Exploring On Foot

Colin Baumgartner
March 14, 2013

The small side streets of Vienna are what make it so enticing

Though I’ve made full use of public transport for exploring Wien, this sort of exploration will only get one so far.  The public transport is great for getting to new places, but the most rewarding type of exploration is only possible on foot.  For this reason, whenever I have a free hour (or ideally two… or three…) I like to simply wander around the streets wherever I happen to be.  There is something wonderful about the way that European are so entirely different from American cities.  In the States, buildings are so often organized so neatly into lines and blocks––there is no deviation in this arrangement.  The streets are level, the buildings often more uniform, and there is a very distinct sense of the buildings having been built with very detailed, preconceived plan.

The fascinating Flohmarkt that is set up behind the Naschmarkt every Saturday

The wonderful thing about many European cities is that this is often not the case.  The cities are so much older and therefore are more organic in that they have had much longer to grow and the buildings have had to adapt and to shape themselves to the spaces available.  There are wonderful little alleys, tiny walled gardens tucked into the narrow spaces between ancient stone houses, churches beyond count, tiny cobbled streets that couldn’t possibly fit a car, &c. &c.  All of this adds a wonderful charm to the streets.

The Brunnenmarkt is a less touristy market in Vienna where great food and produce are offered

The Brezel Gwölb offers great ambience and history––some of the walls are original Roman walls from the Roman settlement of Vindobona.

It is on explorations of the streets that one stumbles upon little markets, little cafés, galleries, and various oddities.  A friend stumbled upon a little bar in the cellar of an ancient building and we decided to go there for drinks.  There is simply something so special about knowing that you are sitting beside ancient Roman walls as you eat.  Other nice locations I’ve explored include the Fasslmuseum in the Ottakringer Barauerei, many of the markets, and the hauntingly beautiful Zentralfriedhof.  Though exploration of Vienna is great, it is important to not lose track of the time.  When I visited the cemetery I lost track of the time and found myself locked in the darkening grounds.  When I managed to get out of the Friedhof an elderly man who had observed me from across the street approached me; “So you got locked in the cemetery eh?  Thought you’d sleep in the cemetery tonight? “ he said chuckling.  “You have to be dead to sleep in the cemetery!” he said chuckling at his own cleverness.  I boarded a Strassenbahn heading back toward my flat grateful to get out of the cold and not altogether unhappy about leaving the man’s company.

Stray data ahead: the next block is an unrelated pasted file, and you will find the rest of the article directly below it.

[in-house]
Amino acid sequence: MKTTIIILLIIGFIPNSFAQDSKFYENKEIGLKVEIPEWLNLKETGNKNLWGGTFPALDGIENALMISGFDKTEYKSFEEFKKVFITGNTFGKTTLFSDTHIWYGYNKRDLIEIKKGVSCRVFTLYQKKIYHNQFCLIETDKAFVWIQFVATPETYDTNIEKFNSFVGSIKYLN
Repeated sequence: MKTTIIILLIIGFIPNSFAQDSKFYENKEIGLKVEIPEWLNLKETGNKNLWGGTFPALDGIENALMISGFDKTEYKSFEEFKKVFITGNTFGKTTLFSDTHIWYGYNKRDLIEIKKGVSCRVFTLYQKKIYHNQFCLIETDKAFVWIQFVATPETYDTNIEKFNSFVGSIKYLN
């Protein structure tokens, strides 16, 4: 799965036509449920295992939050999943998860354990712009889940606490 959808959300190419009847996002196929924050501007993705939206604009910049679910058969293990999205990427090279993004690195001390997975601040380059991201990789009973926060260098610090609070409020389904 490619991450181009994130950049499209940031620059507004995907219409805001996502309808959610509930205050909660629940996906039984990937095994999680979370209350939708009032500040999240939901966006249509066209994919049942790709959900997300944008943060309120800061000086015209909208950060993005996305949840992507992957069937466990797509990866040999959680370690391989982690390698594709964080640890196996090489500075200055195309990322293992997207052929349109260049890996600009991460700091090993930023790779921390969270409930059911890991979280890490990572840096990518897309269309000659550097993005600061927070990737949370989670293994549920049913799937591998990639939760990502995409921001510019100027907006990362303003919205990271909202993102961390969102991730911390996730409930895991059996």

The eerie promenade in the Zentralfriedhof––which luckily did not serve as my room for the evening

After this very close call I suppose I’ve amended my views on exploration; while it is great to lose oneself in exploring a place, it is equally important to be able to get back home…

More Blogs From This Author

View All Blogs

Colin Baumgartner

<p><span style="color: rgb(29, 29, 29); font-family: Arial, Verdana, sans-serif; font-size: 12px; line-height: normal; background-color: rgb(237, 237, 237);">Colin Baumgartner is a Junior studying to be a secondary English education teacher. Colin grew up as a second generation Austrian and has always had a distinct sense of being split between two cultures&ndash;&ndash;Austrian and American. Studying abroad in Vienna, Colin will have an opportunity to really explore the Austrian side of his heritage. When not buried in literature or writing, Colin enjoys blogging, hiking, cooking, working out, and traveling. Colin is an unabashed aesthete and gourmand, so the beautiful foods, sights, and people of Europe will not go unnoticed or unrelished. Dum vivimus, vivamus!</span></p>

2013 Spring
Home University:
Penn State University
Explore Blogs